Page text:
“Well that might be good, you know…but it seems like, just when I’m relaxing into their company, someone has a baby or breaks an arm and I just never get into the swing of what they’re doing.  Or the women for that matter.”

She pondered this as she cleared the plate with pecan pie crumbs from in front of him.

Usually their talk in the café came in fragments as she waited on customers. Other than the rare visits she made to his office like the time she cut her finger chopping celery, these scraps were the size and shape of their conversations. But tonight Hank was the only one in the café.  Livy pulled up a stool and sat down on the other side of the counter, and they began to talk.  Their conversation took some winding turns, down lanes they had not traveled before, into surprising pools of laughter. They talked about baseball, wolves, opera, and politics. Then they relaxed into quiet.  The radio was on low.  President Clinton was talking about democracy to the Chinese people, drought fires were raging out of control in parts of Mexico and Florida, the prime minister of Japan had resigned over Japan’s failing economy, Wisconsin was hoping for a bumper crop of corn and soybeans.  After a while soft swing music began to play.

The screen door banged in the kitchen out back. Rufus ambled into the front room of the café. 

“Hey Livy, I got you those CD’s for the new player you got.”

Rufus really was the most beautiful sixteen-year-old boy either of them had ever seen. It was as if nature knew his good-hearted parents were going to give him an impossible old family name, and anticipated his rescue.  He had thick black lashes, deep brown eyes, honey-colored skin, strong nose, well-shaped body parts; he moved with an unconscious grace charming everyone around him. This year he had added adolescent sinew and new muscle hauling boxes over at the recycling plant after school, but he still had a boy’s smile - guileless.

“Thanks, Rufus, just leave them on the table near the stove,” Livy said, smiling at him.

“How’s your mom?”  Elrita Yazzi worked at the nursing home where Hank saw patients.

“Okay – she’s in Madison for some kind of sculpting class today.”

“Has your mother ever sculpted you?” Livy said, half-complimenting, half- teasing him.

“Nah, well…maybe once when I was little. I’m not much for holding still.”  He colored a little.  “Gotta go, Liv, Dad’s on the late shift at Harass this month.”

“Right…wait, do you want an apple pie?” “Uh…I don’t have any money on me right now.”

“That’s okay. This one’s from yesterday, take it home for the family. You’d be doing me a favor. It’s still good though.” She was wrapping the pie in plastic, slipping it into a brown paper bag.

Rufus hesitated, then pleasure washed over his face. “Yeah, Livy, thanks. Great, the kids’ll love it.”  He turned towards Hank, “Bye, Dr. Cleary.”  To Livy he said “Haagoinee.”

He’ll love it too,” Hank said after Rufus rounded the corner onto the street. He looked up at Livy from his whiskey.  “Was that pie really from yesterday?”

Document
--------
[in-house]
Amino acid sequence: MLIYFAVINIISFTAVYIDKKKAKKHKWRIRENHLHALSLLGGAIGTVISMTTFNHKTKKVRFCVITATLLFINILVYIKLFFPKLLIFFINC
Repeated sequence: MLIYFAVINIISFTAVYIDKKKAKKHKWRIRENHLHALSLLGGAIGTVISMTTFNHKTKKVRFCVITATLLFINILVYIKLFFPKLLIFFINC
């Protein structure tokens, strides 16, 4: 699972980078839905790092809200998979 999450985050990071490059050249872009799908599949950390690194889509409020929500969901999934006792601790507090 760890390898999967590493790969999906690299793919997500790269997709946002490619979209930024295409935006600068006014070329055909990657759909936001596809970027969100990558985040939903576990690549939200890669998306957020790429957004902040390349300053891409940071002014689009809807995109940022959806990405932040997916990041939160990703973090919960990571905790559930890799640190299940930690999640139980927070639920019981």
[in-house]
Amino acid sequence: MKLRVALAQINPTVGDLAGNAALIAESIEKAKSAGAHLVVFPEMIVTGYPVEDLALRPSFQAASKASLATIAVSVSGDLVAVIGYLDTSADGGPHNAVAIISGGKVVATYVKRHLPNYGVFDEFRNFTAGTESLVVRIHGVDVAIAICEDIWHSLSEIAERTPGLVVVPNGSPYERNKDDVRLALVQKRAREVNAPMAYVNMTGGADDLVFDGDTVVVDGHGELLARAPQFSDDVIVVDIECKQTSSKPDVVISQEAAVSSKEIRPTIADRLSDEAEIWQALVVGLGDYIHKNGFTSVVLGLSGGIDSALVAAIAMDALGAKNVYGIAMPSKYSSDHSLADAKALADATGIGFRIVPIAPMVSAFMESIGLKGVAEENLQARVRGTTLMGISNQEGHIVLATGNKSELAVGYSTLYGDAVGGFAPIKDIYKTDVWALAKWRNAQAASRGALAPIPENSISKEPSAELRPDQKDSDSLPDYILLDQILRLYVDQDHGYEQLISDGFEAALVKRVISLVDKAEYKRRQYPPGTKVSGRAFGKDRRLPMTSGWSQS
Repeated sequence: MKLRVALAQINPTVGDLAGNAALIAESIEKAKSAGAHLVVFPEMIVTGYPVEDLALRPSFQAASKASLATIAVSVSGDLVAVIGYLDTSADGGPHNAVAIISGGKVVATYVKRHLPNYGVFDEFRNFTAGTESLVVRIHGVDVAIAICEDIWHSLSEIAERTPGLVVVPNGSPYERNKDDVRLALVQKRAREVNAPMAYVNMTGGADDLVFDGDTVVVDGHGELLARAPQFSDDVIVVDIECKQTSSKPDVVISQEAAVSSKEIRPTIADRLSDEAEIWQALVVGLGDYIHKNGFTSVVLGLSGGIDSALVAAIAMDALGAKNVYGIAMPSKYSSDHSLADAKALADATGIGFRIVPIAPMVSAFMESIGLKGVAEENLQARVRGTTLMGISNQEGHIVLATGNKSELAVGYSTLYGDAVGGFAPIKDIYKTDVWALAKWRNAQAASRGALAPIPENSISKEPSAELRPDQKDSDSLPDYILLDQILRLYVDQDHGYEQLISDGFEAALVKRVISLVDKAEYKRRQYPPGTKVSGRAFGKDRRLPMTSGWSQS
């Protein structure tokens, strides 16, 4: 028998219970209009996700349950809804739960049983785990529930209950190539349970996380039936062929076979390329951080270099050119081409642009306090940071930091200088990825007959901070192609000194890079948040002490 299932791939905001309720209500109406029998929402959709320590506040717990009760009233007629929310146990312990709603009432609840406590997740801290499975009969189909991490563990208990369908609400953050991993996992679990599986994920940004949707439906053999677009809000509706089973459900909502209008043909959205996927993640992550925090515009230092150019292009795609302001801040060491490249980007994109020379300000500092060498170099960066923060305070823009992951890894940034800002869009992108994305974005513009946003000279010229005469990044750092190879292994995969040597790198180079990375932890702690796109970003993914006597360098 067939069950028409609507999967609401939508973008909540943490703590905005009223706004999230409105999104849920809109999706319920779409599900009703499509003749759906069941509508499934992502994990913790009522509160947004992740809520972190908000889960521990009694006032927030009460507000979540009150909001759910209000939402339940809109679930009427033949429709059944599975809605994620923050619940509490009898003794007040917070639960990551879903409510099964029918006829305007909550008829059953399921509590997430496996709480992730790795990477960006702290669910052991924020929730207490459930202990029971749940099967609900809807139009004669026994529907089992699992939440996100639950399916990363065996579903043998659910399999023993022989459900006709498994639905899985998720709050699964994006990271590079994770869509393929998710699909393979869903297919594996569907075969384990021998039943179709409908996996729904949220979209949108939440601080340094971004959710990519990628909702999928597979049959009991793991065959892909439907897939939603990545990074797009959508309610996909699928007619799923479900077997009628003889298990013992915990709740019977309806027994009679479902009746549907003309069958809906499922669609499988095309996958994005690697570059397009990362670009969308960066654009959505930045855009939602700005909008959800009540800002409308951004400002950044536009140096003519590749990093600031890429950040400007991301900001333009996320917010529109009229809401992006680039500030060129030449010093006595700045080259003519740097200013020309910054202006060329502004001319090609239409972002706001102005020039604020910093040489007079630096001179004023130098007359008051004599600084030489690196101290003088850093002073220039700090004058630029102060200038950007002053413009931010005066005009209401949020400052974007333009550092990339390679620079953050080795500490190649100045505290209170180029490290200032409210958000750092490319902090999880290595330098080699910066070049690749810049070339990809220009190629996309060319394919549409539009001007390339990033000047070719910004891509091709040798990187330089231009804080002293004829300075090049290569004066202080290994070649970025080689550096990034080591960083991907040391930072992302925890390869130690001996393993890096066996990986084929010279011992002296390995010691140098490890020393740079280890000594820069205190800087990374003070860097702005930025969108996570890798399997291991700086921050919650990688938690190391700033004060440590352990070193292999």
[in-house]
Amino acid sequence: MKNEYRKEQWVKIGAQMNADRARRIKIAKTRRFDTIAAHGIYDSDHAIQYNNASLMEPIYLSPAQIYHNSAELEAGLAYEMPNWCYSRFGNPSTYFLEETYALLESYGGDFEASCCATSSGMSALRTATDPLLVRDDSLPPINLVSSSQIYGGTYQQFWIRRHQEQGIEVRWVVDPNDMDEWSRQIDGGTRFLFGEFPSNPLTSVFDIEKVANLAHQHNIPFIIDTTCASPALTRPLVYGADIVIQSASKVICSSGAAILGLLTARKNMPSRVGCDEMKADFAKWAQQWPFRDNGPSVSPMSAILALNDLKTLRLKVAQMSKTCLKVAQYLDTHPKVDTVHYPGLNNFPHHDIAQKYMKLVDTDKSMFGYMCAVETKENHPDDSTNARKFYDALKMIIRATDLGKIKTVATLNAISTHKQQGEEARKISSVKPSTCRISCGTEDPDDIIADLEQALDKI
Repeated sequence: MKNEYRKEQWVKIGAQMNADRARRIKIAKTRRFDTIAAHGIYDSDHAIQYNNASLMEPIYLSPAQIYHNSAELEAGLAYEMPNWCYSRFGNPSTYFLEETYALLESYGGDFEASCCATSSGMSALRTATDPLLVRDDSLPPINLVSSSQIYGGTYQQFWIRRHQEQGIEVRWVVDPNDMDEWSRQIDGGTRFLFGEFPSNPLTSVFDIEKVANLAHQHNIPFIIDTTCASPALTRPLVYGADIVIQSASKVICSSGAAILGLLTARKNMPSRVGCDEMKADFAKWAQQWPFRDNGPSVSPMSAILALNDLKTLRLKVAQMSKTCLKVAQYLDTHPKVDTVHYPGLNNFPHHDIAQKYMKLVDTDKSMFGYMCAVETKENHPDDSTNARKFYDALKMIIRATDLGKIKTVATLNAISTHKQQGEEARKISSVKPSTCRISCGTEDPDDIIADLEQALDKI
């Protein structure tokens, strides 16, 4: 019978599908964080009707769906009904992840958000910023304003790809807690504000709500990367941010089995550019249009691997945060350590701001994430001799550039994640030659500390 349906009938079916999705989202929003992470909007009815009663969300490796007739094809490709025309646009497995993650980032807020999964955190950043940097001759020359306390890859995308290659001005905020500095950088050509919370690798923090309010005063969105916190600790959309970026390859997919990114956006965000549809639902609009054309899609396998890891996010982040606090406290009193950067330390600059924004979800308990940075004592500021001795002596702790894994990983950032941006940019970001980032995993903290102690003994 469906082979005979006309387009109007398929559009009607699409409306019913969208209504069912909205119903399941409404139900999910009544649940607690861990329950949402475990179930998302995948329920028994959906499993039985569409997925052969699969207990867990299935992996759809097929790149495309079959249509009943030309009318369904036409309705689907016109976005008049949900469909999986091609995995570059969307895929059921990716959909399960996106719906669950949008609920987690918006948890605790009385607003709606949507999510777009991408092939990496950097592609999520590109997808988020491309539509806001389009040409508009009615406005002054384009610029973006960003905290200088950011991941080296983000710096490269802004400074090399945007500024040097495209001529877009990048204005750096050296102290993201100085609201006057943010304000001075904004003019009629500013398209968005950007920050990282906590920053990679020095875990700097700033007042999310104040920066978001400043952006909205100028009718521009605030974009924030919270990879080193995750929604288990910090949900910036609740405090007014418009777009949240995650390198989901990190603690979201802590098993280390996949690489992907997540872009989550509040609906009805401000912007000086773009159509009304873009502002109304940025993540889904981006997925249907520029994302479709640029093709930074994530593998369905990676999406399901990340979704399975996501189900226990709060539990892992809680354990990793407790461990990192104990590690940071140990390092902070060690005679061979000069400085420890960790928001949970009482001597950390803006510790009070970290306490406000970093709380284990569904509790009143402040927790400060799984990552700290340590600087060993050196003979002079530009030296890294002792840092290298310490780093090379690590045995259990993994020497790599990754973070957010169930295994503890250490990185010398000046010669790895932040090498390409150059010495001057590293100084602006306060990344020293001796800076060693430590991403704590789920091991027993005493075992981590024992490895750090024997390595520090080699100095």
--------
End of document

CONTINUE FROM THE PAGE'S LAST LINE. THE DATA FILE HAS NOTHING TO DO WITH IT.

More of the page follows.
“Sure…what does it matter? I’m not going to go out of business giving away pies! I keep a good bottom line - you, for example, owe me $5.25 for the pie and the Jamesons.”  She tilted her head towards him, back of her hand on one hip, eyes dancing.

Hank was startled to realize it was ten o’clock. He’d almost forgotten he’d have to pay the bill, and leave.  Now he was discomfited.

Livy began closing up. Still he sat, elbow propped up on the counter, chin resting in his hand. He felt outside of himself. Like he was a half a beat off from the world. Or maybe that the world was a half-beat off from him.

Livy was walking towards the door, keys in her hand.



The next morning when he woke up, Hank couldn’t remember where he was. He’d sat on the porch in his old leather chair the night before, exhausted, watching a moth flap up against the inside of the frayed screens. He’d let himself have one more whiskey, then a cold beer, to wash down the whole long day.  He’d finally gone to bed, and fallen into a hard sleep.

Towards morning when the first clear birdcalls sounded he turned over and began dreaming. He was all over in his dreams: with his second cousins in Ireland, back in Chicago with Sarah, fishing in the North Woods of Wisconsin with his grandfather. He wanted to stay, to sit in the rowboat with his Irish-born grandfather in the immense quiet of the cool early morning lake, learning how to put a worm on a hook. But the sound of dogs barking pulled him into the middle of a Thursday morning. Yesterday’s pants and shirt were draped over the back of a chair, his shoes and socks dropped where he’d taken them off. The same dust covered his bedroom furniture.

No medical emergencies during the night, and no office hours until one o’clock. Time to himself for a change. He wasn’t sure he wanted it. Instead of being grateful, he felt a little crabby.  His head ached, pre-coffee.

He stretched out his long body, felt the sheets rub against his skin. He could not will himself to get out of bed. He sensed that the layer of equanimity he’d wrapped around himself in the three years since Sarah died had a tear. That there might be things to glimpse through the tear that he did not want to see.